Transcript: Trump compares Carson’s claimed pathological anger to child molesting

Video here.

Also of interest, @rubedawg1061 provided this very germane link concerning the word apophasis, “a rhetorical device wherein the speaker or writer brings up a subject by either denying it, or denying that it should be brought up.”

My transcription:

EB: In terms of Dr. Carson, um, you’ve said some of the questions about his past are fair. There have been a lot of questions about what really happened, what his childhood was like. Uh, yunno, he’s pushed back on the media. He said at the debate the other night, “I have a problem about being lied about.” Do you believe he’s being truthful now you’ve heard his answers?

DT: Well I don’t know, I mean, first of all I like him. I get along with him very well. I just don’t don’t know. And don’t forget, this is in his book. I’m not bringing up anything that’s not in his book, and, yunno, when he says he went after his mother and wanted to hit her in the head with a hammer, that bothers me. I mean, that’s pretty bad. When he says he’s pathological, and he says that in the book, I don’t say that.

And again, I’m not saying anything. I’m not saying anything, other than, pathological is a very serious disease. And he said he’s pathological. Somebody said he has pathological disease.

Other people said he said in the book–and I haven’t seen it, I know it’s in the book–that’s he’s got a pathological temper or temperament. That’s a big problem, because you don’t cure that.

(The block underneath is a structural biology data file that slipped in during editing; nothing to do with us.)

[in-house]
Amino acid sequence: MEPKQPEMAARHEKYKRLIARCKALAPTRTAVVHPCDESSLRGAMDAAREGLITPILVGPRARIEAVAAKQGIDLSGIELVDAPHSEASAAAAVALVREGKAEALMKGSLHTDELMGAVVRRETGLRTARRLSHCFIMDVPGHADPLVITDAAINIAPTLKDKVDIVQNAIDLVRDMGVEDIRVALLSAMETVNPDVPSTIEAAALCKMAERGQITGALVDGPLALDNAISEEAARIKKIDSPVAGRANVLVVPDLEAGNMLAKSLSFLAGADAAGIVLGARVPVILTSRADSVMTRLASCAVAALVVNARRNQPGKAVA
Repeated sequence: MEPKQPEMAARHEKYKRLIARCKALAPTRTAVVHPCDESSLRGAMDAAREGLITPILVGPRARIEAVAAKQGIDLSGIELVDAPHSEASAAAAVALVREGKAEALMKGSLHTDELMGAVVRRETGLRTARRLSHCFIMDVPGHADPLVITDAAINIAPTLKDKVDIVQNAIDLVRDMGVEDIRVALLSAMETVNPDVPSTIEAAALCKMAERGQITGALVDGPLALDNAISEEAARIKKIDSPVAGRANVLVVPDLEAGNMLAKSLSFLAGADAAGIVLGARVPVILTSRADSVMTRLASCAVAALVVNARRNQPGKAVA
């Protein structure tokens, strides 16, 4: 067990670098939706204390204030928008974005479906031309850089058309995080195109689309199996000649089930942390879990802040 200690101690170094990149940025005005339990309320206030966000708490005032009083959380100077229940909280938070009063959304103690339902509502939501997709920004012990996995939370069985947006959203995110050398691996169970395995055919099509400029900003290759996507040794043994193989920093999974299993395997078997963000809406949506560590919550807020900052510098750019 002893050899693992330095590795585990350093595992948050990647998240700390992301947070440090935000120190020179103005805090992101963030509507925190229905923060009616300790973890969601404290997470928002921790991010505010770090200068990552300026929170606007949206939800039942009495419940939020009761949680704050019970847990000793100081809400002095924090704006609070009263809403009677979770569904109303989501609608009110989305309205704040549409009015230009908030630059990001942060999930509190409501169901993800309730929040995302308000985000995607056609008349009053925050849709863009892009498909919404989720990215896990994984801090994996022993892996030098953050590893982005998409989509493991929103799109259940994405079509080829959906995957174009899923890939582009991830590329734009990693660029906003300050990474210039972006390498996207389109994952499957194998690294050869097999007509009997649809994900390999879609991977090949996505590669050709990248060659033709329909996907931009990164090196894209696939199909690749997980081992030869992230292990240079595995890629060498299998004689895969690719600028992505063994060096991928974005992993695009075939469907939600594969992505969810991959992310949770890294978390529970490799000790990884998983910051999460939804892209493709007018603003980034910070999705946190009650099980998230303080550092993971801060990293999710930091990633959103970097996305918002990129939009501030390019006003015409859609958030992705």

That’s like, yunno, I could say–they say you don’t cure, as an example, child molester. You don’t cure, these people. You don’t cure, a child molester. There’s no cure for it. Pathological, there’s no cure for that. Now, I didn’t say it, he said it in his book.

So when I hear somebody pathological, when somebody says I went after my mother with a–and he’s saying it about himself–with a hammer and hit her in the head, I say whoa! I never did. You never did. I don’t know anybody that ever did, personally. But that’s a big statement.

When he said he hit a friend of his in the face with a lock, with a padlock, right in the face, I say whoa! That’s pretty bad.

And when he said he stabbed somebody with a knife but it hit him in the belt buckle–I know a lot about knives and belt buckles. Belt buckles aren’t gonna stop because they’re gonna turn, they’re gonna twist, they’re gonna, yunno, they’re not solid, especially if somebody has got a ‘couple extra pounds on you. Yunno, they move, there’s a lot of movement. So, the chances of somebody going like that, hitting a belt buckle where it doesn’t slide off and go into the

EB: So you’re not satisfied.

DT: Well I just don’t know. But when said that he’s pathological, you’ll have to ask him that question. Look, I hope it’s fine, because I think it would be a shame. But think of it. What he’s saying is these things happened. But it would be nicer if he said no, none of these things did happen. He’s saying these things happened, and therefore I have credibility. And what I’m saying is I’d rather have them if they didn’t happen. I don’t want somebody that hit somebody in the face really hard with a padlock. I don’t want somebody that went after his mother with a hammer.

EB: To be President.

DT: I don’t want somebody, frankly, I didn’t ready his book. But according to the book he said he’s pathological. That’s a very serious term.


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